"A light, a light!" shouted the boatswain; "the foolish chap has lost his hold through fear, and ten to one if he hasn't cracked his skull-piece for his pains. Quick there with a light, and let's see what we can do for him."

The attention of all had been arrested by the sound of the falling weight, and as one of the sailors now advanced, bearing a dark lantern from below, the whole of the crew, with the exception of those employed on the fallen tree, gathered themselves in a knot round the motionless form of the prostrate man. But no sooner had their eyes encountered the object of their interest, when each individual started suddenly and involuntarily back, baring his cutlass, and drawing forth his pistol, the whole presenting a group of countenances strongly marked by various shades of consternation and alarm, even while their attitudes were those of men prepared for some fierce and desperate danger. It was indeed Fuller whom they had beheld, but not labouring, as the boatswain had imagined, under the mere influence of superstitious fear. He was dead, and the blood flowing from a deep wound, inflicted by a sharp instrument in his chest, and the scalped head, too plainly told the manner of his death, and the danger that awaited them all.

A pause ensued, but it was short. Before any one could find words to remark on the horrible circumstance, the appalling war-cry of the savages burst loudly from every quarter upon the ears of the devoted crew. In the desperation of the moment, several of the men clutched their cutlasses between their teeth, and seizing the concealed matches, rushed to their respective stations at the guns. It was in vain the boatswain called out to them, in a voice of stern authority, to desist, intimating that their only protection lay in the reservation of the fire of their batteries. Goaded and excited, beyond the power of resistance, to an impulse that set all subordination at defiance, they applied the matches, and almost at the same instant the terrific discharge of both broadsides took place, rocking the vessel to the water's edge, and reverberating, throughout, the confined space in which she lay, like the deadly explosion of some deeply excavated mine.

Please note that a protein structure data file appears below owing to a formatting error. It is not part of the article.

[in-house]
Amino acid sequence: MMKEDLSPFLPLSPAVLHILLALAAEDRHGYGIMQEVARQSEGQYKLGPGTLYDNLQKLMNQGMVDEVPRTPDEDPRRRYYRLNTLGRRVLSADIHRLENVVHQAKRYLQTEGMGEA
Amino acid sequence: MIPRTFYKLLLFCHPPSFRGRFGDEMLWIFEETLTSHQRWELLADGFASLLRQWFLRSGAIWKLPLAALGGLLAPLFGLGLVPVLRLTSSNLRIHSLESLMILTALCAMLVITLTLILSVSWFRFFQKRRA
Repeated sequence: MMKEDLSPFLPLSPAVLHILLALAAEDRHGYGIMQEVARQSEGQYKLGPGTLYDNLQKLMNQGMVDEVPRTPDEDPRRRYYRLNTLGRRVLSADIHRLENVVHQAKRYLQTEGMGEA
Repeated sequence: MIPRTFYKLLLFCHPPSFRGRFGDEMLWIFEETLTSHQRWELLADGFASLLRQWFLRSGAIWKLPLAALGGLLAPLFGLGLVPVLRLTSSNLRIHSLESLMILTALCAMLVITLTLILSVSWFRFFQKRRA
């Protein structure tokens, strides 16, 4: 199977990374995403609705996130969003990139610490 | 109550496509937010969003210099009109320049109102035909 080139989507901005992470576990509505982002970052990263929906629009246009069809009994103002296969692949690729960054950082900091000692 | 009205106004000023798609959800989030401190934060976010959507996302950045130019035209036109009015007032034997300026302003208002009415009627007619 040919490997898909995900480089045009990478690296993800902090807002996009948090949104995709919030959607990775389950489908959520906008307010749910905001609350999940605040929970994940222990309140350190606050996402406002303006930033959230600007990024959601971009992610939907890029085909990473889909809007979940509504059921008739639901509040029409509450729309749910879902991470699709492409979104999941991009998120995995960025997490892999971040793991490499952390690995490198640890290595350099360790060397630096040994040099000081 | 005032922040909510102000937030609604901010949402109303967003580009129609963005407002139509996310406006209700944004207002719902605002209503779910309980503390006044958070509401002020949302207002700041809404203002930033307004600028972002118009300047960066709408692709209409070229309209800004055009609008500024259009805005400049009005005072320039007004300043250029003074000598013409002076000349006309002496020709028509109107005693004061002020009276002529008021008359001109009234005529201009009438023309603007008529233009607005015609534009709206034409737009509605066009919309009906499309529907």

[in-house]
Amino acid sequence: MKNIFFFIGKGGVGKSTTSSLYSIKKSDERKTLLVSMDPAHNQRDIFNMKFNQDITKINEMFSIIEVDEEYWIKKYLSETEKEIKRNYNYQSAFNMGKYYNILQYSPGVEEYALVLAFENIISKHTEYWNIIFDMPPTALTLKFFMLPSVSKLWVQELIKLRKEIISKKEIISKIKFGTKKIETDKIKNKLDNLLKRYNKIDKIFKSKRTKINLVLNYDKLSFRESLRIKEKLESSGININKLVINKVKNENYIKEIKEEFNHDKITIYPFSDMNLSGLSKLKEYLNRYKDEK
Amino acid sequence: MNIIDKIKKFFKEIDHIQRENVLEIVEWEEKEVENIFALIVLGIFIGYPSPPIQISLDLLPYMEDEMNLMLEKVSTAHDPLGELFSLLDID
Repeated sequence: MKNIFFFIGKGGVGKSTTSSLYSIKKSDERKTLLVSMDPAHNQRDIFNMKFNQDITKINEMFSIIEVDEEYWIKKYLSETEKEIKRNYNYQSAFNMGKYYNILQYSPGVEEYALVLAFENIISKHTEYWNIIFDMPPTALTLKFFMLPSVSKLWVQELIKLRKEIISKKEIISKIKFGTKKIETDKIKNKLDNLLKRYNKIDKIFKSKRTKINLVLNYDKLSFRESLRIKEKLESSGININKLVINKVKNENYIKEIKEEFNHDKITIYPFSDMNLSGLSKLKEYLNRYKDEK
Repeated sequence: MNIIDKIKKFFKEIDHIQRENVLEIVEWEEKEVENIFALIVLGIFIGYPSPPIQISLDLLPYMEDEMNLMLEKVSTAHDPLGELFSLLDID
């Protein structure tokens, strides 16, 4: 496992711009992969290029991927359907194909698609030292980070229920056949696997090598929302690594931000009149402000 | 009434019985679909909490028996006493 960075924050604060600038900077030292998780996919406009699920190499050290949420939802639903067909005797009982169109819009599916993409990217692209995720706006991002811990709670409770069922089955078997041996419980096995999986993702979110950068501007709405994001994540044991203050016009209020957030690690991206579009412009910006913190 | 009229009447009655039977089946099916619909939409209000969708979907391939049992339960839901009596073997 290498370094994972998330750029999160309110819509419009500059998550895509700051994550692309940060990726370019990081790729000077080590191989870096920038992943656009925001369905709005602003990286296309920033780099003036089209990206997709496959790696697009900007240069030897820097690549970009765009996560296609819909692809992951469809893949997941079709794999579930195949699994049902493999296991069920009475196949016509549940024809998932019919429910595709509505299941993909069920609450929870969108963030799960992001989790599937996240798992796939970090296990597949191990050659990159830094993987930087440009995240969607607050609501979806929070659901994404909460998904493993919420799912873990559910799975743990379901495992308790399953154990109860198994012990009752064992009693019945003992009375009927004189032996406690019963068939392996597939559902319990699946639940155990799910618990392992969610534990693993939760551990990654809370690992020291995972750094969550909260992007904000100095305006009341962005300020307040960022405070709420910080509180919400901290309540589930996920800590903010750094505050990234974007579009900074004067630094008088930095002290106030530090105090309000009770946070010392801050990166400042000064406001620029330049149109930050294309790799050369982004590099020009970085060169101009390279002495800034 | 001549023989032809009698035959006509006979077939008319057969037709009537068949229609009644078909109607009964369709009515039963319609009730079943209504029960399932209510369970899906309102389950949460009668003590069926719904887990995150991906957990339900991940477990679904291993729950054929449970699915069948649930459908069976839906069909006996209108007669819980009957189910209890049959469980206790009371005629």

Scarcely had the guns been fired, when the seamen became sensible of their imprudence. The echoes were yet struggling to force a passage through the dense forest, when a second yell of the Indians announced the fiercest joy and triumph, unmixed by disaster, at the result; and then the quick leaping of many forms could be heard, as they divided the crashing underwood, and rushed forward to close with their prey. It was evident, from the difference of sound, their first cry had been pealed forth while lying prostrate on the ground, and secure from the bullets, whose harmless discharge that cry was intended to provoke; for now the voices seemed to rise progressively from the earth, until they reached the level of each individual height, and were already almost hotly breathing in the ears of those they were destined to fill with illimitable dismay.

"Shiver my topsails, but this comes of disobeying orders," roared the boatswain, in a voice of mingled anger and vexation. "The Ingians are quite as cunning as ourselves, and arn't to be frighted that way. Quick, every cutlass and pistol to his gangway, and let's do our best. Pass the word forward for the axemen to return to quarters."